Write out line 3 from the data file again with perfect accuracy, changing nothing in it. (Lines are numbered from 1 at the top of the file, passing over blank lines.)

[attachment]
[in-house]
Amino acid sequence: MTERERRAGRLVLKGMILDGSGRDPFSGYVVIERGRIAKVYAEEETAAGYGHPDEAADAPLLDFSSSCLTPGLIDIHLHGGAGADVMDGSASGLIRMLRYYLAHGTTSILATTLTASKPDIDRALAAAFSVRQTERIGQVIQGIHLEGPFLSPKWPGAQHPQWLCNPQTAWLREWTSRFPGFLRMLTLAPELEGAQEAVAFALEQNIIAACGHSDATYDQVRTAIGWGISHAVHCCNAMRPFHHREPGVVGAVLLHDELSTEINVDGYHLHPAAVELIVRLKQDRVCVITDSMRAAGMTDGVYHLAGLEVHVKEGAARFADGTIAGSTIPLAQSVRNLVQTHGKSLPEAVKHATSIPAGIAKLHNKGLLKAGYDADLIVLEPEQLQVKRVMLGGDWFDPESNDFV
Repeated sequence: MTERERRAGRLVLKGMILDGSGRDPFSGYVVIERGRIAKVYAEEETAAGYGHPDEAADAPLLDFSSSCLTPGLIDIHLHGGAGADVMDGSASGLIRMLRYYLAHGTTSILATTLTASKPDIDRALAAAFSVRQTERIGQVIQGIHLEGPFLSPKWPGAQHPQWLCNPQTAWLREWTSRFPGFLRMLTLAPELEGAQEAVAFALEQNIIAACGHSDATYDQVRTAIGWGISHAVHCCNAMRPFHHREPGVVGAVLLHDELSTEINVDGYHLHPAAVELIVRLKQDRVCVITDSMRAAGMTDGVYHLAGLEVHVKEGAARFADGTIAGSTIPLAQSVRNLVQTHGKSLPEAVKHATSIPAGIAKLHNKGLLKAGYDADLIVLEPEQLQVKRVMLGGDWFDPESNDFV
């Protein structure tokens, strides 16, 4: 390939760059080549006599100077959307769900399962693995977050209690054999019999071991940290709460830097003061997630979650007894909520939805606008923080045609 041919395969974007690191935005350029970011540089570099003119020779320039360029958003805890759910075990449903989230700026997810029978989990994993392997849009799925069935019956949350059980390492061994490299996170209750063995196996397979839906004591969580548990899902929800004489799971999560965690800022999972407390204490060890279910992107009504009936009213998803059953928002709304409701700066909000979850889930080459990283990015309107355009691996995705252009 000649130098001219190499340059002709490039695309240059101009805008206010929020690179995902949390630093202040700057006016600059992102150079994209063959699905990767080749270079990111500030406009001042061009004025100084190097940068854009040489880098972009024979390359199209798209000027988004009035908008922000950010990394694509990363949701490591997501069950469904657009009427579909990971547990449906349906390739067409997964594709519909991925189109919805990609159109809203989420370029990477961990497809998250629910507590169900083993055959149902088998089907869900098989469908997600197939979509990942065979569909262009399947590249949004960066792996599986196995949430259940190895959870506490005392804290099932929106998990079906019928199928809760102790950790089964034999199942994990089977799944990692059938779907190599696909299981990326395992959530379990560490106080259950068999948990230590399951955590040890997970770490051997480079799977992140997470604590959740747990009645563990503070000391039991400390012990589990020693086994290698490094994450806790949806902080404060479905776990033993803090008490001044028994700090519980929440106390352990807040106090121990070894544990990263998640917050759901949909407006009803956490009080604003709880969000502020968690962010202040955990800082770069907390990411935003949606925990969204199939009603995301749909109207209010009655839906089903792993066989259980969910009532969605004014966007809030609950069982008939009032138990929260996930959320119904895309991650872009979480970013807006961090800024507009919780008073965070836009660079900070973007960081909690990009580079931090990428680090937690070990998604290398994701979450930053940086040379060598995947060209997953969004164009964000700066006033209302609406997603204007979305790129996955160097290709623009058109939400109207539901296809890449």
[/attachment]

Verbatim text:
Repeated sequence: MTERERRAGRLVLKGMILDGSGRDPFSGYVVIERGRIAKVYAEEETAAGYGHPDEAADAPLLDFSSSCLTPGLIDIHLHGGAGADVMDGSASGLIRMLRYYLAHGTTSILATTLTASKPDIDRALAAAFSVRQTERIGQVIQGIHLEGPFLSPKWPGAQHPQWLCNPQTAWLREWTSRFPGFLRMLTLAPELEGAQEAVAFALEQNIIAACGHSDATYDQVRTAIGWGISHAVHCCNAMRPFHHREPGVVGAVLLHDELSTEINVDGYHLHPAAVELIVRLKQDRVCVITDSMRAAGMTDGVYHLAGLEVHVKEGAARFADGTIAGSTIPLAQSVRNLVQTHGKSLPEAVKHATSIPAGIAKLHNKGLLKAGYDADLIVLEPEQLQVKRVMLGGDWFDPESNDFV